little grey in her hair. She never took much care of her appearance, and became
quite sickly in her 60’s and 70’s. I recall when mother was getting older she hated
to look in the mirror, and now that I’m in my 60’s I’m getting to be the same way.
She also wasn’t the most upbeat person, but having so many children, and lack of
funds didn’t help her disposition. I tried to help her around the house when I lived
at home. She loved that, but I was always thinking of myself, and now as I look
back, I think of how selfish I was at times. I wish our Parents were still alive
so that we could talk and reconcile some of the issues that we had, but that was
not to be.
Our Family belonged to the Catholic Church. The Franciscan Nuns were an integral
part of our lives growing up. The Nuns helped my Mother with food and clothes for
our family. We loved the Nuns, but at the same time we were a little frightened
of them. They were however, a stabilizing factor in our sometimes chaotic lives.
I took Cecelia as my confirmation name. Actually, Sister Conrad was our mother’s
favorite, and our Brother Martin’s middle name is Conrad. They were the closest
we had to Family since we had very little contact with other Family members.
In fact, since Mom and Dad moved to California in the 1940’s from New Mexico, they
had very little contact with their siblings or parents, nor did they share their
New Mexico upbringing with me. Subsequently, I had very little written or oral Family
Tree history to reference. It wasn’t until I joined the Genealogy Society of Hispanic
America (GSHA-Calif.), The New Mexico Genealogist and Hispanic Genealogy Research
Center (HGRC) and started researching in New Mexico did I have a grasp of our rich
For many of you, The Family Tree may be all encompassing, but for us we wanted to
go a step farther and that step is the DNA project. Having a Hispanic Surname such
as Valdez and a French Surname of LeRouge, I always identified myself as Spanish
and French because that’s what I was told that we were. But, deciding to participate
in the New Mexico DNA project, our Hispanic Surname took a strange twist. When we
asked our Brother Bennie to be the participant, his “Y” DNA result was Haplogroup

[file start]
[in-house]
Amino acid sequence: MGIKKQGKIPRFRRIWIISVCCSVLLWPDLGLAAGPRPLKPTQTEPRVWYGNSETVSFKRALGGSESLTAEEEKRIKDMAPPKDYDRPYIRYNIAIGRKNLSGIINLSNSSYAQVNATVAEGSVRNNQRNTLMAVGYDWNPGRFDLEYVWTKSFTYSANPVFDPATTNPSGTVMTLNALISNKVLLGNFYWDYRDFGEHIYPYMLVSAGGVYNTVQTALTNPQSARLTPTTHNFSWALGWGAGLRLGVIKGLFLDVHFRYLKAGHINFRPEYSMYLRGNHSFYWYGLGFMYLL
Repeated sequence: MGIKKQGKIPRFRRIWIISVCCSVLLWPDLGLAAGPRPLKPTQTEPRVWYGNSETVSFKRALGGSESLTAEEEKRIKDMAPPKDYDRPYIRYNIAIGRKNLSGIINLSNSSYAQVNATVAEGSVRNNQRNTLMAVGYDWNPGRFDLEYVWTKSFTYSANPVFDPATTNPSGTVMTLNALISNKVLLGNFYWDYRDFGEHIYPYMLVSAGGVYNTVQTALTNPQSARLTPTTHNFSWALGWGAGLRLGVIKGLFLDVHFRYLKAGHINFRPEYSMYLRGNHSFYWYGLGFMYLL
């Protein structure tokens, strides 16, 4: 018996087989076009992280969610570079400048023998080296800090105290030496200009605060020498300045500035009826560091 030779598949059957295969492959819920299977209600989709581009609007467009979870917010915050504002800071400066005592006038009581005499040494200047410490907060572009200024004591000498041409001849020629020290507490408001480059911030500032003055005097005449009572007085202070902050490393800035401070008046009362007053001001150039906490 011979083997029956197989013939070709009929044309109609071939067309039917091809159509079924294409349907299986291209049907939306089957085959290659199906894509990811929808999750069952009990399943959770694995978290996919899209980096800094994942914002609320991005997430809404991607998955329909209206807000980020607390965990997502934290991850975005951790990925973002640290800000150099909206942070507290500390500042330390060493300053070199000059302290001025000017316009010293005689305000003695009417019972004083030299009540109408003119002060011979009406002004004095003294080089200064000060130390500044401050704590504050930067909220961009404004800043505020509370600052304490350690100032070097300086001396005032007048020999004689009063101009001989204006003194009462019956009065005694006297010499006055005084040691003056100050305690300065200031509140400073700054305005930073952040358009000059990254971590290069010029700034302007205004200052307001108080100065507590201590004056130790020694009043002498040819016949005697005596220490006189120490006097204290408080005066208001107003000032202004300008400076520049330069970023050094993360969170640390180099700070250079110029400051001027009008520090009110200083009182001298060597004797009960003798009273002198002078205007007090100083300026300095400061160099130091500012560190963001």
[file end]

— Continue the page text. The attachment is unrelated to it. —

I2B1; Nordic, which was consistent with the various tribes that inhabited Northern
Spain? We also have a Sanchez cousin who also participated in the DNA process. His
“Y” DNA result was Haplogroup J2e1: Semitic.
If you go to the New Mexico DNA website, the Project Administrator has identified
the various groups who inhabited Northern Spain around 400 and 500 AD, and you will
also get a clearer picture of the DNA results of our New Mexico cousins. The following
is a brief from his web site regarding Haplogroup I: Nordic:
Those inhabitants included the Germanic tribes of the Visigoths and the Baltic the
Suebis, among others. The Visigoths were from Sweden.
The Mitochondrial (mtdna) result was Haplogroup B: Native American, which was a surprise
since we knew next to nothing about our Maternal Grandmother. (see Photo in Gallery)
At the New Mexico DNA web site the Project Administrator states the following:
Project Background: He further tested their mitochondrial DNA (mtdna) which is a
test to find the origins of your great, great…grandmother going back 10’s of thousands
of years. This one ancestor which is your families “Eve” so to speak, showed up
as Native American 85% of the time and European in origin 15% of the time. Thus
showing that the majority of unions in this admixture were of European males and
The Native Americans, in the 16th Century, were understandably concerned about their
safety and preserving their way of life in New Mexico when the Spanish Colonists
arrived. The conflict that occurred back then still persists today in the minds
of some people. Our other ancestors “The Spanish settlers or Colonists” from Spain,
risked life and limb for a better life and traveled by ship, horseback and by foot,
often through very hostile territory. They traveled hundreds of miles through very
treacherous terrain to settle in an area inhabited by our Native Americans in a new
land was not what they had in mind.
I feel that the DNA Project could go a long way in helping heal some old wounds since
the majority of participants have Native American DNA, but time will tell!